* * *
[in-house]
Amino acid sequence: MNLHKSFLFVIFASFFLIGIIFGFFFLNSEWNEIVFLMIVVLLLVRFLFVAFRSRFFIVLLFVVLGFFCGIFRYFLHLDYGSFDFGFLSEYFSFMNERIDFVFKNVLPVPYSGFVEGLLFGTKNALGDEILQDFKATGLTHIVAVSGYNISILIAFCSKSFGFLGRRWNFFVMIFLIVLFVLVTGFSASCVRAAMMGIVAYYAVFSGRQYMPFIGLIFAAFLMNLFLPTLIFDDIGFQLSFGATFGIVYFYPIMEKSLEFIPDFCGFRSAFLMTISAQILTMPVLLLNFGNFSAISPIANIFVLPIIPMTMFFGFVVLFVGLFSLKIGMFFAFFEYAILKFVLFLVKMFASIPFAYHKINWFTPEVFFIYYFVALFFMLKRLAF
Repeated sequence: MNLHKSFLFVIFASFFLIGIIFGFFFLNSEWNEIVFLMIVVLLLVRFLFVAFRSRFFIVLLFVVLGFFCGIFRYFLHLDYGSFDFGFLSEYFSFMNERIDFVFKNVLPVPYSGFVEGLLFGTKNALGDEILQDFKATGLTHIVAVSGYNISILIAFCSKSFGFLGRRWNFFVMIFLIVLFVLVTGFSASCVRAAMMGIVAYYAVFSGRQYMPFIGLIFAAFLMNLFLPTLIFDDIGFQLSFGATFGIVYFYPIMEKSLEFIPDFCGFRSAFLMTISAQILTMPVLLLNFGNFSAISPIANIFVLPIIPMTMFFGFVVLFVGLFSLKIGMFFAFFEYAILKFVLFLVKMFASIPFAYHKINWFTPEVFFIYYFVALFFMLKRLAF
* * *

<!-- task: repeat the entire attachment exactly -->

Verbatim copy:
[in-house]
Amino acid sequence: MNLHKSFLFVIFASFFLIGIIFGFFFLNSEWNEIVFLMIVVLLLVRFLFVAFRSRFFIVLLFVVLGFFCGIFRYFLHLDYGSFDFGFLSEYFSFMNERIDFVFKNVLPVPYSGFVEGLLFGTKNALGDEILQDFKATGLTHIVAVSGYNISILIAFCSKSFGFLGRRWNFFVMIFLIVLFVLVTGFSASCVRAAMMGIVAYYAVFSGRQYMPFIGLIFAAFLMNLFLPTLIFDDIGFQLSFGATFGIVYFYPIMEKSLEFIPDFCGFRSAFLMTISAQILTMPVLLLNFGNFSAISPIANIFVLPIIPMTMFFGFVVLFVGLFSLKIGMFFAFFEYAILKFVLFLVKMFASIPFAYHKINWFTPEVFFIYYFVALFFMLKRLAF
Repeated sequence: MNLHKSFLFVIFASFFLIGIIFGFFFLNSEWNEIVFLMIVVLLLVRFLFVAFRSRFFIVLLFVVLGFFCGIFRYFLHLDYGSFDFGFLSEYFSFMNERIDFVFKNVLPVPYSGFVEGLLFGTKNALGDEILQDFKATGLTHIVAVSGYNISILIAFCSKSFGFLGRRWNFFVMIFLIVLFVLVTGFSASCVRAAMMGIVAYYAVFSGRQYMPFIGLIFAAFLMNLFLPTLIFDDIGFQLSFGATFGIVYFYPIMEKSLEFIPDFCGFRSAFLMTISAQILTMPVLLLNFGNFSAISPIANIFVLPIIPMTMFFGFVVLFVGLFSLKIGMFFAFFEYAILKFVLFLVKMFASIPFAYHKINWFTPEVFFIYYFVALFFMLKRLAF